It wasn’t long ago that misconduct reporting systems within organizations underwent a digital makeover. Yet another one is already on the way.
In recent years, legacy 800-number hotlines, creaky case management systems and open-door policies had given way to mobile reporting apps and secure Web-based portals; chat functions that allow workers to ask questions before filing complaints; and new collaboration tools that help the HR, legal and compliance functions work together more seamlessly on investigating misconduct cases.
These new resources were designed to create more modern and secure reporting channels that would encourage employees fearful of retaliation—or of not being taken seriously—to report incidents of harassment, discrimination or other ethics abuses while providing faster, more-efficient ways to address such claims.
Now, the arrival of artificial intelligence, machine learning and natural language processing technology has added a new dimension to digital reporting platforms. These tools allow HR and other leaders to be more proactive in identifying areas where misconduct or ethics offenses may be on the rise and to address them before they mushroom into lawsuits, scandals or unwanted news headlines.
Remote Work’s Impact on Misconduct
Common wisdom held that incidents of sexual harassment and discrimination would diminish as employees moved out of their offices and into their homes when the pandemic hit. Yet the opposite sometimes happened. Studies show that some remote workers, feeling emboldened by the absence of in-person contact and the lack of witnesses to their behavior, sent harassing or abusive texts or e-mails to colleagues.
A 2021 survey from TalentLMS and The Purple Campaign found that more than one-quarter of employees have experienced unwelcome sexual behavior online via Zoom or Google Hangouts, text messages, e-mails, or internal chats since the start of the COVID-19 pandemic.
Additionally, in Deloitte’s 2021 Women at Work report, 52 percent of women surveyed said they had experienced some form of harassment or noninclusive behavior, including disparaging or sexually explicit comments, while at work in the past year.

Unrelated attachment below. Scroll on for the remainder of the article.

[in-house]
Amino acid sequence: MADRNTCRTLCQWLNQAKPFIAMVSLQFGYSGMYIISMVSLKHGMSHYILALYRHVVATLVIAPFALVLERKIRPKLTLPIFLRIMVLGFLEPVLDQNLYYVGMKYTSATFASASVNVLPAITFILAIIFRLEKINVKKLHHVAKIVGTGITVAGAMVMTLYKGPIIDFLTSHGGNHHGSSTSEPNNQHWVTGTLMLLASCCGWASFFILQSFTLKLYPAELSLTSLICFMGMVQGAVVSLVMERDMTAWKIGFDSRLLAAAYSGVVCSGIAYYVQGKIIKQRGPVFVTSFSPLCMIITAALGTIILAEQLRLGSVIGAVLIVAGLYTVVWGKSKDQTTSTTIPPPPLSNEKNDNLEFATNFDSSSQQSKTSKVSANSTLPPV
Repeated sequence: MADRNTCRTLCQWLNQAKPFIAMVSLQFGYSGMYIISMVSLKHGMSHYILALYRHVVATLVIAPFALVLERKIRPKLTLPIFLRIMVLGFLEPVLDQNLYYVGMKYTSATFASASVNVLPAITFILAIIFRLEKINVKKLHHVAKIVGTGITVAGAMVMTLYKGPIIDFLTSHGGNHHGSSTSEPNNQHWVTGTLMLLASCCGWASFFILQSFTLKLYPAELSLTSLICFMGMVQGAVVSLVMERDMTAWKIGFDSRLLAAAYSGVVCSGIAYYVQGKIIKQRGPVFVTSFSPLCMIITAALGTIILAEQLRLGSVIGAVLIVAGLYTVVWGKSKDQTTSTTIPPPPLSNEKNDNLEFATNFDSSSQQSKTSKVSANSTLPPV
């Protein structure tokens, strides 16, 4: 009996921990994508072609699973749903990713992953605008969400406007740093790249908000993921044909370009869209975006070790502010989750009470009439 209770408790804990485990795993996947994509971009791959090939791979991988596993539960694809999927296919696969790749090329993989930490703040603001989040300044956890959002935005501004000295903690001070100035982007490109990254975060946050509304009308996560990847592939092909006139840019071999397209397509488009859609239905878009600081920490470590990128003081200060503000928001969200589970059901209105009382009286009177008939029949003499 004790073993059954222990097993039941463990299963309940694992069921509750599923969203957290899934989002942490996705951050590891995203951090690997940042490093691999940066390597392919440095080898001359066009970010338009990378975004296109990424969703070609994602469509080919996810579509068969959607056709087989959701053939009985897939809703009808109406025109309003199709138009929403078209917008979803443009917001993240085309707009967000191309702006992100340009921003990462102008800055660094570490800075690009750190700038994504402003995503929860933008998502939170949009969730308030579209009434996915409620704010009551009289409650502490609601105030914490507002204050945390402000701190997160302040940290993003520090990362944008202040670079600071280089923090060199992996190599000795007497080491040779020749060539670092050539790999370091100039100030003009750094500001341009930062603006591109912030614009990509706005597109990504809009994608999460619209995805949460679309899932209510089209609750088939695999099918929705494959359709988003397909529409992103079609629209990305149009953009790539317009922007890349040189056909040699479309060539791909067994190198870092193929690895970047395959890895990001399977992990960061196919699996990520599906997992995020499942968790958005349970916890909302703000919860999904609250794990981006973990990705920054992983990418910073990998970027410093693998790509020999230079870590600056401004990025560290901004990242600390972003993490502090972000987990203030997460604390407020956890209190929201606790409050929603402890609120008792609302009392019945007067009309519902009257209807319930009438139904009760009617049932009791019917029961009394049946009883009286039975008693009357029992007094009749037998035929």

Providers of third-party incident reporting platforms have added new features and tools to their systems to help organizations be more proactive in identifying and addressing both new and age-old forms of workplace misconduct. London-based Vault Platform’s incident reporting and investigation technology now uses AI to help identify patterns of harassment or discrimination, as well as abuses such as fraud and safety violations, within the organization.
The new technology builds on Vault Platform’s unique GoTogether incident reporting feature, which uses the strength-in-numbers concept to encourage employees to report incidents of harassment or discrimination as part of a group.
With the GoTogether tool, employee complaints are moved to the next stage of investigation only when multiple complaints are filed independently against the same person. This system lets employees who have reported incidents know they’re not alone and helps HR leaders identify recurring issues in the company.
Vault Platform added AI to that process to enable leaders to spot “hot pockets” in internal company communications—not just from individuals but among entire work teams or departments—and identify situations where a toxic environment or fraudulent activity is being reported in disparate or remote parts of an organization.
“Proactive is the name of the game with this technology,” says Neta Meidav, co-founder and CEO of Vault Platform. “It helps companies identify repeated patterns of abuse and intervene before they develop into bigger problems.”